@@ -1868,7 +1868,10 @@ static inline long calc_tg_weight(struct task_group *tg, struct cfs_rq *cfs_rq)
* to gain a more accurate current total weight. See
* update_cfs_rq_load_contribution().
- tg_weight = atomic_long_read(&tg->load_avg);
+ /* Use the saved version of tg's load_avg, if available */
+ tg_weight = cfs_rq->tg_load_save;
+ if (!tg_weight)
+ tg_weight = atomic_long_read(&tg->load_avg);
tg_weight -= cfs_rq->tg_load_contrib;
tg_weight += cfs_rq->load.weight;

@@ -2155,7 +2158,8 @@ static inline void __update_cfs_rq_tg_load_contrib(struct cfs_rq *cfs_rq,
tg_contrib -= cfs_rq->tg_load_contrib;

if (force_update || abs(tg_contrib)> cfs_rq->tg_load_contrib / 8) {
- atomic_long_add(tg_contrib,&tg->load_avg);
+ cfs_rq->tg_load_save =
+ atomic_long_add_return(tg_contrib,&tg->load_avg);
cfs_rq->tg_load_contrib += tg_contrib;
@@ -2176,7 +2180,8 @@ static inline void __update_tg_runnable_avg(struct sched_avg *sa,
contrib -= cfs_rq->tg_runnable_contrib;

if (abs(contrib)> cfs_rq->tg_runnable_contrib / 64) {
- atomic_add(contrib,&tg->runnable_avg);
+ cfs_rq->tg_runnable_save =
+ atomic_add_return(contrib,&tg->runnable_avg);
cfs_rq->tg_runnable_contrib += contrib;
@@ -2186,12 +2191,19 @@ static inline void __update_group_entity_contrib(struct sched_entity *se)
struct cfs_rq *cfs_rq = group_cfs_rq(se);
struct task_group *tg = cfs_rq->tg;
int runnable_avg;
+ long load_avg;

u64 contrib;

contrib = cfs_rq->tg_load_contrib * tg->shares;
- se->avg.load_avg_contrib = div_u64(contrib,
- atomic_long_read(&tg->load_avg) + 1);
+ /*
+ * Retrieve& clear the saved tg's load_avg and use it if not 0
+ */
+ load_avg = cfs_rq->tg_load_save;
+ cfs_rq->tg_load_save = 0;
+ if (unlikely(!load_avg))
+ load_avg = atomic_long_read(&tg->load_avg);
+ se->avg.load_avg_contrib = div_u64(contrib, load_avg + 1);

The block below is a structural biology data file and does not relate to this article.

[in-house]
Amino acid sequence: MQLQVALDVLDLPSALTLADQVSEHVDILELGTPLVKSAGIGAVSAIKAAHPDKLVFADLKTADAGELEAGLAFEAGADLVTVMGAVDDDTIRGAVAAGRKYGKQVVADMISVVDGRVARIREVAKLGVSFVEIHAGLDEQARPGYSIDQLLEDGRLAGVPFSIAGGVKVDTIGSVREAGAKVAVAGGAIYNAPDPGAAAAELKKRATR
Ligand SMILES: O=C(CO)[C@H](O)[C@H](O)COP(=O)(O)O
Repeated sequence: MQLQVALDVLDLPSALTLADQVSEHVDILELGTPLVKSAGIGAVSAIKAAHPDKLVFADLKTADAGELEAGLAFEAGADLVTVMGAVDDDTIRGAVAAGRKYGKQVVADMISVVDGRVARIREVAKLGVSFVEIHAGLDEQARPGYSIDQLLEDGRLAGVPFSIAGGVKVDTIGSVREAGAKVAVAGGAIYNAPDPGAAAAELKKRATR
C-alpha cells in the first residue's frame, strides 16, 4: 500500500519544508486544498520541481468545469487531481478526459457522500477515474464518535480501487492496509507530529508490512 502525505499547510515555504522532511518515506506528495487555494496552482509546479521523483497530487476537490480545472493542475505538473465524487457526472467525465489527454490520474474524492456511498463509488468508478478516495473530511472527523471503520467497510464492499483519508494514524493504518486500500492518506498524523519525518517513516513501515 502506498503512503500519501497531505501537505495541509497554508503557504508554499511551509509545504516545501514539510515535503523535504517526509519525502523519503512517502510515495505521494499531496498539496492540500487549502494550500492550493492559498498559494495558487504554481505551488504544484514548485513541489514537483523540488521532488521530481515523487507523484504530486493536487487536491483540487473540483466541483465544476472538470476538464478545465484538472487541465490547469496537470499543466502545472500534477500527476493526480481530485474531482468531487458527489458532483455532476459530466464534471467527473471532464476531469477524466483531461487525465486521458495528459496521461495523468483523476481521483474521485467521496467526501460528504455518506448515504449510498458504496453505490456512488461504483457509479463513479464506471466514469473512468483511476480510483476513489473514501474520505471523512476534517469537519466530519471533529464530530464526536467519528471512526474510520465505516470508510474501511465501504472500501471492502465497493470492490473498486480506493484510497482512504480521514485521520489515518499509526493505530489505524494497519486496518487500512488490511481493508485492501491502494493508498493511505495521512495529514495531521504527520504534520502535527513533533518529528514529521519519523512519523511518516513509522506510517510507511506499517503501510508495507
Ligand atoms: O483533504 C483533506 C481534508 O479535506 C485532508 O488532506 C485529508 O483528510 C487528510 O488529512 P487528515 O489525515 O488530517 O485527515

* For group entities we need to compute a correction term in the case
@@ -2216,7 +2228,10 @@ static inline void __update_group_entity_contrib(struct sched_entity *se)
* of consequential size guaranteed to see n_i*w_i quickly converge to
* our upper bound of 1-cpu.
- runnable_avg = atomic_read(&tg->runnable_avg);
+ runnable_avg = cfs_rq->tg_runnable_save;
+ cfs_rq->tg_runnable_save = 0;
+ if (unlikely(!runnable_avg))
+ runnable_avg = atomic_read(&tg->runnable_avg);
if (runnable_avg< NICE_0_LOAD) {
se->avg.load_avg_contrib *= runnable_avg;
se->avg.load_avg_contrib>>= NICE_0_SHIFT;
@@ -2823,9 +2838,9 @@ entity_tick(struct cfs_rq *cfs_rq, struct sched_entity *curr, int queued)
* Ensure that runnable average is periodically updated.
- update_entity_load_avg(curr, 1);
update_cfs_rq_blocked_load(cfs_rq, 1);
+ update_entity_load_avg(curr, 1);
You've confused group_cfs_rq(curr) and cfs_rq=cfs_rq_of(curr) here -
there is no need to do this accuracy-reducing reordering.
update_cfs_rq_blocked_load would set cfs_rq->tg_load_save, and then
entity_tick(curr->parent) called this same tick would read this value,
the same way enqueue/dequeue will do what you wanted.

I will try to do it without reordering calls here.

That said, there is still a problem that tg_load_save could escape in
cases where __update_entity_load_avg_contrib gets skipped, either via
__update_entity_load_avg_contrib not crossing a boundary or
enqueue/dequeue aborting early due to cfs_rq_throttled. Worst case
should be accessing a value ~1ms old though, which might be acceptable.

Will provide a more detailed analysis of all possible cases in the next version of the patch.